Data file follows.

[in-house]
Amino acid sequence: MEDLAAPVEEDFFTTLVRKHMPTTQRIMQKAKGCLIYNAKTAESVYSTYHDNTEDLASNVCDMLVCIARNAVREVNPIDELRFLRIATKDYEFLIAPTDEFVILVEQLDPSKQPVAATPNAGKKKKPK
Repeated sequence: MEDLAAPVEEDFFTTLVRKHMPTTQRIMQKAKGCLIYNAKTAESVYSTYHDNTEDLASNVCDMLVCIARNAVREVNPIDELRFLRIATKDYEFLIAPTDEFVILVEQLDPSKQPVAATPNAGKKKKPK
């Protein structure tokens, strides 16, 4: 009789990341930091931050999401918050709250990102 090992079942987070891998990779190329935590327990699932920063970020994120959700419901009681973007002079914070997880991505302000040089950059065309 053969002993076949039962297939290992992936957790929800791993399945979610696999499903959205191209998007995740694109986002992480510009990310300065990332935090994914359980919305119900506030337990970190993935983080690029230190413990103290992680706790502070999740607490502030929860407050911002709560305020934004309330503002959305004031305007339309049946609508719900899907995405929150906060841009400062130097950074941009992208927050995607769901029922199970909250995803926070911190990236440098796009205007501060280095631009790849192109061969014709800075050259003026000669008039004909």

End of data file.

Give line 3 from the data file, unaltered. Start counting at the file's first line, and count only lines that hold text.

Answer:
Repeated sequence: MEDLAAPVEEDFFTTLVRKHMPTTQRIMQKAKGCLIYNAKTAESVYSTYHDNTEDLASNVCDMLVCIARNAVREVNPIDELRFLRIATKDYEFLIAPTDEFVILVEQLDPSKQPVAATPNAGKKKKPK